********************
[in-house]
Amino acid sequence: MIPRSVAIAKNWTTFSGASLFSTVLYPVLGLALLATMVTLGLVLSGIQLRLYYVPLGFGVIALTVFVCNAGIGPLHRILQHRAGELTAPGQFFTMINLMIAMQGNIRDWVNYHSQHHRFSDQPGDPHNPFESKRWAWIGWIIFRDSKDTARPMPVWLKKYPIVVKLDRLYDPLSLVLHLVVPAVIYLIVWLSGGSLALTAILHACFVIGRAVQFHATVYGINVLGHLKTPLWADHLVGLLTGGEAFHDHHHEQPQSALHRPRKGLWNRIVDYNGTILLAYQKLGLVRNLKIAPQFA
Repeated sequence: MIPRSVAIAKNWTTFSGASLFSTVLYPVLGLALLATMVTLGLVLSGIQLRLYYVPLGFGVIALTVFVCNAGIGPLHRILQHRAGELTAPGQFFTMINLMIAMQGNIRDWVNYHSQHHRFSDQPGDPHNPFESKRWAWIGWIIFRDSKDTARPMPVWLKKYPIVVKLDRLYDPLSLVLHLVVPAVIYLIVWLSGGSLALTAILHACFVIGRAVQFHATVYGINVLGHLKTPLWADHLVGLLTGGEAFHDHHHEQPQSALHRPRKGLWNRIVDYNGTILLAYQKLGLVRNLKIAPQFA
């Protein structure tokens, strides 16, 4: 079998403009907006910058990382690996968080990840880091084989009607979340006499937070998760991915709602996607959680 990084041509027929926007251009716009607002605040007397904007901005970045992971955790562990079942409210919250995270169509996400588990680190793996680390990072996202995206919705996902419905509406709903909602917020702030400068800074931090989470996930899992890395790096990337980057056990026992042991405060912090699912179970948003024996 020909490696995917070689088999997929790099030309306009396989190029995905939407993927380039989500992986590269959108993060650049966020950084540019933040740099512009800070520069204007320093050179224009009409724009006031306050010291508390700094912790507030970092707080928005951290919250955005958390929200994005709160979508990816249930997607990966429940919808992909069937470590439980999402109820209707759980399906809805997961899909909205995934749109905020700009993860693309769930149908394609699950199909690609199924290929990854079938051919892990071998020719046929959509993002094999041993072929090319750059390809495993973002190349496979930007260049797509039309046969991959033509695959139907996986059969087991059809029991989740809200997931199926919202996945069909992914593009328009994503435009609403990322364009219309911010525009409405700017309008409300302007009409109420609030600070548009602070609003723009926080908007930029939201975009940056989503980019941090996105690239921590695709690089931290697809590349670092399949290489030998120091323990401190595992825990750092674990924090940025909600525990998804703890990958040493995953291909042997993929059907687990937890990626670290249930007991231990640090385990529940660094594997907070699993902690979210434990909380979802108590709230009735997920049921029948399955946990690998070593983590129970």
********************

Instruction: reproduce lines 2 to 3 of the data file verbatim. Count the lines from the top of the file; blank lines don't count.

Amino acid sequence: MIPRSVAIAKNWTTFSGASLFSTVLYPVLGLALLATMVTLGLVLSGIQLRLYYVPLGFGVIALTVFVCNAGIGPLHRILQHRAGELTAPGQFFTMINLMIAMQGNIRDWVNYHSQHHRFSDQPGDPHNPFESKRWAWIGWIIFRDSKDTARPMPVWLKKYPIVVKLDRLYDPLSLVLHLVVPAVIYLIVWLSGGSLALTAILHACFVIGRAVQFHATVYGINVLGHLKTPLWADHLVGLLTGGEAFHDHHHEQPQSALHRPRKGLWNRIVDYNGTILLAYQKLGLVRNLKIAPQFA
Repeated sequence: MIPRSVAIAKNWTTFSGASLFSTVLYPVLGLALLATMVTLGLVLSGIQLRLYYVPLGFGVIALTVFVCNAGIGPLHRILQHRAGELTAPGQFFTMINLMIAMQGNIRDWVNYHSQHHRFSDQPGDPHNPFESKRWAWIGWIIFRDSKDTARPMPVWLKKYPIVVKLDRLYDPLSLVLHLVVPAVIYLIVWLSGGSLALTAILHACFVIGRAVQFHATVYGINVLGHLKTPLWADHLVGLLTGGEAFHDHHHEQPQSALHRPRKGLWNRIVDYNGTILLAYQKLGLVRNLKIAPQFA